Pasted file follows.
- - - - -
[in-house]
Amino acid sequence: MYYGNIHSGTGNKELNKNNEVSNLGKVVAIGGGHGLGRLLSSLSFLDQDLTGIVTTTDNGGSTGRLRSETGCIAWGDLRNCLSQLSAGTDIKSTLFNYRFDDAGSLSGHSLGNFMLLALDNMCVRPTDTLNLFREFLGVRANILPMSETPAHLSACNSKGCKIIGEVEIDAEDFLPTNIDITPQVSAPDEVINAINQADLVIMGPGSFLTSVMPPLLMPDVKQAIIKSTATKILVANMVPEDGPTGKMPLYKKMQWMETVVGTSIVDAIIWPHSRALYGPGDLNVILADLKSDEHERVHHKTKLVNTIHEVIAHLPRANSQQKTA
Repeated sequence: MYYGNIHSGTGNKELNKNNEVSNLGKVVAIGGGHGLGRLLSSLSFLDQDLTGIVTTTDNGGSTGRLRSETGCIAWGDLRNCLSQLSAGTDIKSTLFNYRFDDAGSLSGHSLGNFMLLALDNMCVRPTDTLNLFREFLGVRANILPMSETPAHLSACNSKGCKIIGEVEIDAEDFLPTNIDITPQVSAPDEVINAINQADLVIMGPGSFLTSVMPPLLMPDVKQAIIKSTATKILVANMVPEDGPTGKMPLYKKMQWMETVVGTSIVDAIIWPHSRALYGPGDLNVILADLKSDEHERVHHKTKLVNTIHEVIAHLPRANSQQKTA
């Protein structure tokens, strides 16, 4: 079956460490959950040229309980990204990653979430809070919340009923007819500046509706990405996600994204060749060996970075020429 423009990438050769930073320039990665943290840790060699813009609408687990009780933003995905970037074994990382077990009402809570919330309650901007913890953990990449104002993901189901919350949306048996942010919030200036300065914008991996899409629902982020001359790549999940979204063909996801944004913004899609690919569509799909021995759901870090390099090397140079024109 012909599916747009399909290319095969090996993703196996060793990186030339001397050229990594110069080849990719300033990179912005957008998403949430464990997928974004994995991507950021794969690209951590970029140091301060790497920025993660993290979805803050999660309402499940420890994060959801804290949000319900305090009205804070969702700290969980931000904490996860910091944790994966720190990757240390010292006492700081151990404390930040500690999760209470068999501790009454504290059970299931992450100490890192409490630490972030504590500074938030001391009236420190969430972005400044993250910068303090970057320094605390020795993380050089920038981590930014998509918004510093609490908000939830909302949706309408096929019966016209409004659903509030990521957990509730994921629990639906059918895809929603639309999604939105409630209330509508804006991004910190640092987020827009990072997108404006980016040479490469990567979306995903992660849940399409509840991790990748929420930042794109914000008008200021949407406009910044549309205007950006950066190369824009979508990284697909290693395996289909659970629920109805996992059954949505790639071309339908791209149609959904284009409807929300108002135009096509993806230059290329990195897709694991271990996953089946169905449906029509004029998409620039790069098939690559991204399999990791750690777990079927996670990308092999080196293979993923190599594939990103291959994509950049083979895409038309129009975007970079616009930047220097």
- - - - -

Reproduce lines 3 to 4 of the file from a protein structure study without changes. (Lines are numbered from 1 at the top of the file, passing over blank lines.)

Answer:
Repeated sequence: MYYGNIHSGTGNKELNKNNEVSNLGKVVAIGGGHGLGRLLSSLSFLDQDLTGIVTTTDNGGSTGRLRSETGCIAWGDLRNCLSQLSAGTDIKSTLFNYRFDDAGSLSGHSLGNFMLLALDNMCVRPTDTLNLFREFLGVRANILPMSETPAHLSACNSKGCKIIGEVEIDAEDFLPTNIDITPQVSAPDEVINAINQADLVIMGPGSFLTSVMPPLLMPDVKQAIIKSTATKILVANMVPEDGPTGKMPLYKKMQWMETVVGTSIVDAIIWPHSRALYGPGDLNVILADLKSDEHERVHHKTKLVNTIHEVIAHLPRANSQQKTA
């Protein structure tokens, strides 16, 4: 079956460490959950040229309980990204990653979430809070919340009923007819500046509706990405996600994204060749060996970075020429 423009990438050769930073320039990665943290840790060699813009609408687990009780933003995905970037074994990382077990009402809570919330309650901007913890953990990449104002993901189901919350949306048996942010919030200036300065914008991996899409629902982020001359790549999940979204063909996801944004913004899609690919569509799909021995759901870090390099090397140079024109 012909599916747009399909290319095969090996993703196996060793990186030339001397050229990594110069080849990719300033990179912005957008998403949430464990997928974004994995991507950021794969690209951590970029140091301060790497920025993660993290979805803050999660309402499940420890994060959801804290949000319900305090009205804070969702700290969980931000904490996860910091944790994966720190990757240390010292006492700081151990404390930040500690999760209470068999501790009454504290059970299931992450100490890192409490630490972030504590500074938030001391009236420190969430972005400044993250910068303090970057320094605390020795993380050089920038981590930014998509918004510093609490908000939830909302949706309408096929019966016209409004659903509030990521957990509730994921629990639906059918895809929603639309999604939105409630209330509508804006991004910190640092987020827009990072997108404006980016040479490469990567979306995903992660849940399409509840991790990748929420930042794109914000008008200021949407406009910044549309205007950006950066190369824009979508990284697909290693395996289909659970629920109805996992059954949505790639071309339908791209149609959904284009409807929300108002135009096509993806230059290329990195897709694991271990996953089946169905449906029509004029998409620039790069098939690559991204399999990791750690777990079927996670990308092999080196293979993923190599594939990103291959994509950049083979895409038309129009975007970079616009930047220097």